Review: Founding Martyr, The Life and Death of Dr. Joseph Warren, the American Revolution’s Lost Hero by Christian Di Spigna

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Doctor. Major General. President of the Provincial Congress. Author of political tracts. A true patriot. Forgotten.

41mPwaMUWfL._SX336_BO1,204,203,200_All these words, plus many more, are titles that depict the life of Dr. Joseph Warren. However, the last term is most synonymous with the Massachusetts doctor who fell in the Battle of Bunker Hill on June 17, 1775 in the early stages of the American Revolutionary War. That last word, forgotten, is exactly what author and historian Christian Di Spigna is hoping to expunge with his new biography, Founding Martyr. 

Di Spigna, an early American history expert and Colonial Williamsburg volunteer, focuses his account of Dr. Warren on not the events immediately surrounding his death at Bunker Hill and subsequent martyrdom but “to fill in the more obscure parts of Warren’s life” which will lead to understanding more of the “key period in the formation of his character, his special networks, and ultimately his medical and political careers” (pg. 7). Continue reading “Review: Founding Martyr, The Life and Death of Dr. Joseph Warren, the American Revolution’s Lost Hero by Christian Di Spigna”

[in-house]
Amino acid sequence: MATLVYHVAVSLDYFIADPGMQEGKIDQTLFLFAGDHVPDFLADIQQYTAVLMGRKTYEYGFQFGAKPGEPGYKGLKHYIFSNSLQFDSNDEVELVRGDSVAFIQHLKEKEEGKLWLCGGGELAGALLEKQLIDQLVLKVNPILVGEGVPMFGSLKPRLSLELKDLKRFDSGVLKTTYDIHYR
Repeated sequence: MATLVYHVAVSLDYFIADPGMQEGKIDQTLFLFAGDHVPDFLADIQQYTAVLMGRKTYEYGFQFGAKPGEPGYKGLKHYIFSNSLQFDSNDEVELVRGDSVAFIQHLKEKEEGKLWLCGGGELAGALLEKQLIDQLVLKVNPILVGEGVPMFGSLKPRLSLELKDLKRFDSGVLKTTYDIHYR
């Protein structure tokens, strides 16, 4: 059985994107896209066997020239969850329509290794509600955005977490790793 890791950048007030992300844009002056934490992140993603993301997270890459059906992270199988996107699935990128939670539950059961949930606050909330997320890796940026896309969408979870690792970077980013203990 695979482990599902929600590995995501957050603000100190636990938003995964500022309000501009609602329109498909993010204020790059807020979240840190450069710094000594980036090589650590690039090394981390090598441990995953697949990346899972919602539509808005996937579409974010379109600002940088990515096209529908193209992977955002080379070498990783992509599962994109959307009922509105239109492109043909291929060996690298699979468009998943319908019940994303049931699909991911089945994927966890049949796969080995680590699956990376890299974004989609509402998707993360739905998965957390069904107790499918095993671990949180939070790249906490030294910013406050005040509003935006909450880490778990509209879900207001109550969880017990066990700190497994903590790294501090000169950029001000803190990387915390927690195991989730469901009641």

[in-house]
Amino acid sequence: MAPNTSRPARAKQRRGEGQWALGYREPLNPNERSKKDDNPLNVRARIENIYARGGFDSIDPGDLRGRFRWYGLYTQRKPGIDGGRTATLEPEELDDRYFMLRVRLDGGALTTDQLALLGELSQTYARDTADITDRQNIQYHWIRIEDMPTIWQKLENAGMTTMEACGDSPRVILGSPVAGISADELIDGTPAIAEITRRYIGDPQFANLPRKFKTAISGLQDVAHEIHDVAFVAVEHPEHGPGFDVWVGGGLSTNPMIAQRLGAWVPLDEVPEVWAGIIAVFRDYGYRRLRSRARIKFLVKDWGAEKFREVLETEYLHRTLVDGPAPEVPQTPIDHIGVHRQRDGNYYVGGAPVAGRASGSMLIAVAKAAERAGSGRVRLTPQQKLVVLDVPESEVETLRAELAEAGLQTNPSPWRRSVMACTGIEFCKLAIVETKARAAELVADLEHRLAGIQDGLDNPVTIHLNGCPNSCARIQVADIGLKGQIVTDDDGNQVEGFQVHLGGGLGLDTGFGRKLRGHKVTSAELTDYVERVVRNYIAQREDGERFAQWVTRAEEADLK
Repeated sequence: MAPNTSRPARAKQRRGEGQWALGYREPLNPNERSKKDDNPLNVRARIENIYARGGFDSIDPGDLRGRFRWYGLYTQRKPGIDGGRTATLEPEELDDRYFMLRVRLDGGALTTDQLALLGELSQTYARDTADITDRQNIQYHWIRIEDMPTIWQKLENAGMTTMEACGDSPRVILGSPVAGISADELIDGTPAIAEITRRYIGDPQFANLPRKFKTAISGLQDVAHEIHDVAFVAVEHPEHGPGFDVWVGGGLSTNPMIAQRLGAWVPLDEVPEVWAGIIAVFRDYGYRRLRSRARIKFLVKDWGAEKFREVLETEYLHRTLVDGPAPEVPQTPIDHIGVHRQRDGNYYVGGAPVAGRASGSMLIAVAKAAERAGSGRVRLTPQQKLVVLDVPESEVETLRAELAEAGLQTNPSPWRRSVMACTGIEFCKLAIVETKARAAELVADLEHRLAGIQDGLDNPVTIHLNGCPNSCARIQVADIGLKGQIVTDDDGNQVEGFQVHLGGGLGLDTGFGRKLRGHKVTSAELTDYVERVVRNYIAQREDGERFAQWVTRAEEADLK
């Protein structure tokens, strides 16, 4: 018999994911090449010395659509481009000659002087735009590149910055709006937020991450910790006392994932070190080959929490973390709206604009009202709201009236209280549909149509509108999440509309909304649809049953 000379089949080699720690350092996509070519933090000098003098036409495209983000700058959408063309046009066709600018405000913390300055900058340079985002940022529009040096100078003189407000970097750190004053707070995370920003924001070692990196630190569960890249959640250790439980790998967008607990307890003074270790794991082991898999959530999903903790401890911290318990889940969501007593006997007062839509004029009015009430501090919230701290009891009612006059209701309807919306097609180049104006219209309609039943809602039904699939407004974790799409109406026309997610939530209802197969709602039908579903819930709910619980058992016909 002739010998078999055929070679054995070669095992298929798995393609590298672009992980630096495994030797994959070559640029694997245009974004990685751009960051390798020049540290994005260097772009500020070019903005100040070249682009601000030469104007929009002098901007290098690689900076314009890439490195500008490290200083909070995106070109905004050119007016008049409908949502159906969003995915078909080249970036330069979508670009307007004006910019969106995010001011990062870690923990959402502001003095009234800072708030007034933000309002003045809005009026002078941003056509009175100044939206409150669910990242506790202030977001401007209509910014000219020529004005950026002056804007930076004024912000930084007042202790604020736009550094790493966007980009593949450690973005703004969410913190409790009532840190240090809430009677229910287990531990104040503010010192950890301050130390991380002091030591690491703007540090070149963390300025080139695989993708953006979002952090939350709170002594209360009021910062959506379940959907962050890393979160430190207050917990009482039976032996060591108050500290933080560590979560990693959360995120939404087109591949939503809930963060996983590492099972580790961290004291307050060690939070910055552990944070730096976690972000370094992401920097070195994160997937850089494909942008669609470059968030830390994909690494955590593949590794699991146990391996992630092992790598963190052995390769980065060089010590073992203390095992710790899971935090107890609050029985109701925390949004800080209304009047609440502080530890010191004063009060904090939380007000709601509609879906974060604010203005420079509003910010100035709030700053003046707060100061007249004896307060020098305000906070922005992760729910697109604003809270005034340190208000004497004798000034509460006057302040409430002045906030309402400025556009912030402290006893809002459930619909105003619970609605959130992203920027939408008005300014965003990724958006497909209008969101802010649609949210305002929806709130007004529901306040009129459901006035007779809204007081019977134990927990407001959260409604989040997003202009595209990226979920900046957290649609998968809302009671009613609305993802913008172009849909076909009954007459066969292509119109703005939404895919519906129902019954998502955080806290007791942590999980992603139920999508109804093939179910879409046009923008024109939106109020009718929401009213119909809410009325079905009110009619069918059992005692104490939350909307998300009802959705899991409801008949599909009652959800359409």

Review: First Founding Father: Richard Henry Lee and the Call for American Independence by Harlow Giles Unger

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A member of one of Virginia’s first families, Richard Henry Lee was a critical voice in America’s struggle against Great Britain. Born at the family home, Stratford Hall, in Westmoreland County, Lee was educated in England. In 1758, he entered Virginia’s House of Burgesses. Seven years later, Lee’s efforts on the road to independence began.

In response to the recent passage of the Stamp Act, Lee co-authored what became known as the Westmoreland Resolves. The document condemned fellow colonists who paid the related tax as well as the British Parliament. As tensions rose with Britain, Lee proposed a means for the individual colonies to communicate with one another. This idea birthed the Committees of Correspondence. In 1774, Lee was elected to the Continental Congress which met in Philadelphia. It was here in the early summer of 1776 that Lee suggested a bill for the colonies to break all allegiance with England and form a United States. The proposal was the basis of the Declaration of Independence. Continue reading “Review: First Founding Father: Richard Henry Lee and the Call for American Independence by Harlow Giles Unger”

Committees of Correspondence = 18th Century Social Media?

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Information. Communication. Solidarity. Linkage. Friendship. Point-of-view. Identity. Current Events.

These words describe reasons in the 20th century why people joined and continue to join social media platforms, especially Facebook.

Approximately 240 years before Facebook was launched in February 2004, the first major attempt at achieving all the proponents above was the job function of the various Committees of Correspondence established in the thirteen American Colonies. Continue reading “Committees of Correspondence = 18th Century Social Media?”